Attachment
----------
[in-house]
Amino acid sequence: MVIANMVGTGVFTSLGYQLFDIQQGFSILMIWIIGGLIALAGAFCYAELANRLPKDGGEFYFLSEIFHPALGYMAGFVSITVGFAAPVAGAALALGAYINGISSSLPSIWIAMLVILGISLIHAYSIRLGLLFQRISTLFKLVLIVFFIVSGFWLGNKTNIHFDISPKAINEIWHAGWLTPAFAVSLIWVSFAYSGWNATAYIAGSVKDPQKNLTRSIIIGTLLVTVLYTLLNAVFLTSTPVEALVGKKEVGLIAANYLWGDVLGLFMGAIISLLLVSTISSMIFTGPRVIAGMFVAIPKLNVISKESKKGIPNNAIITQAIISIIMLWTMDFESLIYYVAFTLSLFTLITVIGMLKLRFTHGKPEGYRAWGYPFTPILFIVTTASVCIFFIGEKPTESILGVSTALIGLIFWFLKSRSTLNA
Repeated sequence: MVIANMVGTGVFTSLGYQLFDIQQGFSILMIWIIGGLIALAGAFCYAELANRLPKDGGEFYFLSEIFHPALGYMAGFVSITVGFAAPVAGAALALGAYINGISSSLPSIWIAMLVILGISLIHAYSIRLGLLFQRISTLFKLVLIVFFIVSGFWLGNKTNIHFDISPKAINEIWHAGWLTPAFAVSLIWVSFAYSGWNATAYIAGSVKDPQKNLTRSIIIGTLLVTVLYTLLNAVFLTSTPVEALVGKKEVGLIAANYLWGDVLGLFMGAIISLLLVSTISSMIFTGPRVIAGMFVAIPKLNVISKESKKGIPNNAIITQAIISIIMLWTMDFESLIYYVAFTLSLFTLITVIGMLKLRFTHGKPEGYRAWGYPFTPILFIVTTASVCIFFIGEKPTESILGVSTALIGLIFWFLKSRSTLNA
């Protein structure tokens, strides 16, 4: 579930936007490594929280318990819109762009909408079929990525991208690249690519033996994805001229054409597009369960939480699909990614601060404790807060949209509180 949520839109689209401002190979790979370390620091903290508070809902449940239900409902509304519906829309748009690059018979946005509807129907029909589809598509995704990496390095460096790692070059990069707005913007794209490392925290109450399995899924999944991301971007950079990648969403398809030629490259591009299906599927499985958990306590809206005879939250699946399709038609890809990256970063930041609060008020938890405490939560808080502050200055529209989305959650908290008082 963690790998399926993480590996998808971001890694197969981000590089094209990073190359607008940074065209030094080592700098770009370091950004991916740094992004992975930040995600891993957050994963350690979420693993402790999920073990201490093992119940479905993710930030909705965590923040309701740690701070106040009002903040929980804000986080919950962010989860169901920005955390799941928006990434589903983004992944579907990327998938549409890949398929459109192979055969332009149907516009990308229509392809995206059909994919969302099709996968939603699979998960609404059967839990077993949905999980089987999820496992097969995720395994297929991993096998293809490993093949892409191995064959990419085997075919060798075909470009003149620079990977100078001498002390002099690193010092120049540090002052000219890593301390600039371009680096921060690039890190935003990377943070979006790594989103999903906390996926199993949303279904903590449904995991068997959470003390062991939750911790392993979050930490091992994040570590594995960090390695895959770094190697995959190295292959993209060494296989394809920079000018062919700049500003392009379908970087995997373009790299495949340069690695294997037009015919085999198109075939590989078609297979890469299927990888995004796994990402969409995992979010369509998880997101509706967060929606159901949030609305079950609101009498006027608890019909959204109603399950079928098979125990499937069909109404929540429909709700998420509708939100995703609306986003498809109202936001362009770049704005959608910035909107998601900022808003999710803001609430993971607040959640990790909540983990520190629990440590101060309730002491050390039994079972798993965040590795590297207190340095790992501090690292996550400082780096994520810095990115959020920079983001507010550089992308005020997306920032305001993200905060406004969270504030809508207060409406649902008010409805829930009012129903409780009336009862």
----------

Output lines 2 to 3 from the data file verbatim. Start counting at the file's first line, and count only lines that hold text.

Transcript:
Amino acid sequence: MVIANMVGTGVFTSLGYQLFDIQQGFSILMIWIIGGLIALAGAFCYAELANRLPKDGGEFYFLSEIFHPALGYMAGFVSITVGFAAPVAGAALALGAYINGISSSLPSIWIAMLVILGISLIHAYSIRLGLLFQRISTLFKLVLIVFFIVSGFWLGNKTNIHFDISPKAINEIWHAGWLTPAFAVSLIWVSFAYSGWNATAYIAGSVKDPQKNLTRSIIIGTLLVTVLYTLLNAVFLTSTPVEALVGKKEVGLIAANYLWGDVLGLFMGAIISLLLVSTISSMIFTGPRVIAGMFVAIPKLNVISKESKKGIPNNAIITQAIISIIMLWTMDFESLIYYVAFTLSLFTLITVIGMLKLRFTHGKPEGYRAWGYPFTPILFIVTTASVCIFFIGEKPTESILGVSTALIGLIFWFLKSRSTLNA
Repeated sequence: MVIANMVGTGVFTSLGYQLFDIQQGFSILMIWIIGGLIALAGAFCYAELANRLPKDGGEFYFLSEIFHPALGYMAGFVSITVGFAAPVAGAALALGAYINGISSSLPSIWIAMLVILGISLIHAYSIRLGLLFQRISTLFKLVLIVFFIVSGFWLGNKTNIHFDISPKAINEIWHAGWLTPAFAVSLIWVSFAYSGWNATAYIAGSVKDPQKNLTRSIIIGTLLVTVLYTLLNAVFLTSTPVEALVGKKEVGLIAANYLWGDVLGLFMGAIISLLLVSTISSMIFTGPRVIAGMFVAIPKLNVISKESKKGIPNNAIITQAIISIIMLWTMDFESLIYYVAFTLSLFTLITVIGMLKLRFTHGKPEGYRAWGYPFTPILFIVTTASVCIFFIGEKPTESILGVSTALIGLIFWFLKSRSTLNA